Essential Oils 101
For thousands of years, essential oils have been used as alternative treatments for the mind, body and emotions. Emotions can affect our behaviours and thoughts. Emotions, such as happiness, love, fear or anger, occur at a particular moment in response to what we see, hear, taste, think or smell. Since our sense of smell is closely aligned to the centres of the brain associated with emotions, stored memories and our instincts, we can change our feelings with a pleasant aroma.
Inhaling an essential oil’s aroma can be a powerful tool. When an essential oil is inhaled, it influences the olfactory system. Inside your nasal cavity holds special nerve endings that captures aromatic molecules. These olfactory nerves transfer messages from the olfactory epithelium to the olfactory bulb. The olfactory bulb, located in the brain, processes and identifies scents. The olfactory bulb is located next to the amygdala, which processes emotions, long-term memory and stress hormones. Because of the close proximity of the olfactory bulb and amygdala, scents can trigger memories and feelings of calmness and relaxation.
Essential oils are highly concentrated - as little as one drop can be used. Some essential oils should be diluted before applying them onto your skin. Since essential oils do not mix naturally with water, you will need to use an oil or oil-soluble oil to dilute your oils. Diluting oils are called “carrier” oils. Some commonly used carrier oils are fractionated coconut oil, jojoba oil, almond oil, mineral oil, grapeseed oil, olive oil or witch-hazel.
Using essential oils
Essential oils mixed with carrier oils can be easily stored in bottles, jars or roll-on bottles. Ensure that the essential oils you use have been throughly tested and are certified as pure, therapeutic-grade essentials oils. Otherwise, the essential oils may contain harmful contaminants and cheap filler chemicals.
Topical: A common way to use essential oils is to apply them directly onto your body. Two drops of an essential oil combined with a carrier oil creates a lovely massage oil. Spreading an essential oil on your skin uses the body’s heat to evaporate the aroma of the essential oil into the air.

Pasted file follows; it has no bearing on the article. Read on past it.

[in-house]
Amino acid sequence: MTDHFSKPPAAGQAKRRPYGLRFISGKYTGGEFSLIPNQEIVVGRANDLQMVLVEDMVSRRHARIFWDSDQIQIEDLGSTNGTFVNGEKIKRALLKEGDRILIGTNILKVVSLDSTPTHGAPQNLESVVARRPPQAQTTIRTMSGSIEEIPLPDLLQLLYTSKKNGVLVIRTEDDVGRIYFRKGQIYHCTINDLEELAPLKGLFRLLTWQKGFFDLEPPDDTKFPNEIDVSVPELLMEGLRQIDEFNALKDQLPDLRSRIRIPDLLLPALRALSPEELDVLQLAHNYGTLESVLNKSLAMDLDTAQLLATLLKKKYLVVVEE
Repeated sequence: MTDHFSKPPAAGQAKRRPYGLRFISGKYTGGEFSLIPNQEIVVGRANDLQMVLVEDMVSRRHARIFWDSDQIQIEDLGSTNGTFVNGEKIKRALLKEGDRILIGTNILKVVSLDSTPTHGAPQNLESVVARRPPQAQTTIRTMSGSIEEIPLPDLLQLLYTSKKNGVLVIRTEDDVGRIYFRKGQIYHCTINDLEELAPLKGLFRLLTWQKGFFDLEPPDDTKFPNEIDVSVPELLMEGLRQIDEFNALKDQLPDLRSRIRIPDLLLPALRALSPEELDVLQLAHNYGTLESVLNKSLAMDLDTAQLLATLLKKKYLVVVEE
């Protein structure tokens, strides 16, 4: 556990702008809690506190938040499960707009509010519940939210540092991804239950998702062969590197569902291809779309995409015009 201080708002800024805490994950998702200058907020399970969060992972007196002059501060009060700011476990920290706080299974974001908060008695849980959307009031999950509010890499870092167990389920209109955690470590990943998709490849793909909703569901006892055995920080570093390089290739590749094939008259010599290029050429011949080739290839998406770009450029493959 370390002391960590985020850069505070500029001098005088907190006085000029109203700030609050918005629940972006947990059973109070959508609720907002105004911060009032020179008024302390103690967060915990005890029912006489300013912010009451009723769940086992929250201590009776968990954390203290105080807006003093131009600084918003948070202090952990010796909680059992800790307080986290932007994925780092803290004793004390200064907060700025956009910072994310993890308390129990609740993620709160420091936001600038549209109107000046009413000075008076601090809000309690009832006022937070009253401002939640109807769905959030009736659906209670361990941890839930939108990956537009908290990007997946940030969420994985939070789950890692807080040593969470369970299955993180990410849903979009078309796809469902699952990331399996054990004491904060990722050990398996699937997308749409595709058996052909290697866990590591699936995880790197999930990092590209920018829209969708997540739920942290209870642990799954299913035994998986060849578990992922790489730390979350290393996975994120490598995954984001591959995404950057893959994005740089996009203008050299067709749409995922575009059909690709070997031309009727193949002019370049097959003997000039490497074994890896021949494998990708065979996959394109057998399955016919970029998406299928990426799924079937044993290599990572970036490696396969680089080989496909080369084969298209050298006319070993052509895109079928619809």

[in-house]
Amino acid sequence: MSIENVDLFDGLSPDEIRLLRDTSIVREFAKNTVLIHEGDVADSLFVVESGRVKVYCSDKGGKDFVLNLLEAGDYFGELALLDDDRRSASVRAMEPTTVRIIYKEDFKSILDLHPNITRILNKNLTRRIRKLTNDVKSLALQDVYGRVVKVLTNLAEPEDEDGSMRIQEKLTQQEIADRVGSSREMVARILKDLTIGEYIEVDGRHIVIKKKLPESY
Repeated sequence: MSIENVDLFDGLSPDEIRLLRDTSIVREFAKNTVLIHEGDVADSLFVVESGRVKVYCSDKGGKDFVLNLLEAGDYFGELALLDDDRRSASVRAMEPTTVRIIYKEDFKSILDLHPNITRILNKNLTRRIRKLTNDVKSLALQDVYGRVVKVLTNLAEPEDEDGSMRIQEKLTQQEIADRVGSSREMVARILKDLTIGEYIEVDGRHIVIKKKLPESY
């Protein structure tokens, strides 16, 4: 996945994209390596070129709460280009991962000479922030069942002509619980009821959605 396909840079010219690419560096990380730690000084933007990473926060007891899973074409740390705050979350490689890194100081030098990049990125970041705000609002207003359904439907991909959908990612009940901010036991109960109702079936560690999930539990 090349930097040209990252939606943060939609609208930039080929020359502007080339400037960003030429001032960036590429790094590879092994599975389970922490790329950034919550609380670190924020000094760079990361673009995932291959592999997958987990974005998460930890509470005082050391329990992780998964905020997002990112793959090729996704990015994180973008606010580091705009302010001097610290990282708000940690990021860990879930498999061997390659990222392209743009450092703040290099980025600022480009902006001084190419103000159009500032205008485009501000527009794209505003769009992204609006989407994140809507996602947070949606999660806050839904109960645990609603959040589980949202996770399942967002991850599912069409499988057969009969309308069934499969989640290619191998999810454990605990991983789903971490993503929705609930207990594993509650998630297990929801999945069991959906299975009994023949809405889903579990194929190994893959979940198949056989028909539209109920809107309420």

If an essential oil causes redness or an uncomfortable sensation on your skin, your skin may have a sensitivity to that oil. First, try diluting the essential oil with a carrier oil, not water. If the sensitivity persists, discontinue using the oil.
Aromatic: Diffusers use evaporation or heat to disperse an essential oil into the air as a fine mist so it can be easily inhaled. You can make a simple diffuser by mixing an essential oil with water in a small spray bottle, shaking it and then spraying the oil into the air to inhale.
Use caution when inhaling essential oils. A few essential oils, such as cinnamon, can cause a burning sensation in your nose if they are directly inhaled.
Here are a few blends to evoke pleasant memories, calmness and relaxation as you embark on creating your own special scent:
Deep breath: 3 drops of peppermint and 3 drops of eucalyptus
Calming scent: 5 drops of lavender and 3 drops of chamomile
Energising blend: 3 drops of orange, 1 drop rosemary and 4 drops of peppermint
Relaxing breath: 3 drops of lavender and 3 drops of bergamot
Connections: 7 drops of ylang ylang, 6 drops of black pepper, 2 drops of tangerine and 15ml jojoba oil
Invigorating: 5 drops of ginger, 5 drops frankincense, 5 drops of grapefruit and 15ml fractionated coconut oil
Relaxing: 9 drops of lavender, 6 drops of chamomile and 15ml fractionated coconut oil
Soothing: 6 drops of peppermint, 4 drops of marjoram, 3 drops of wintergreen and 30ml fractionated coconut oil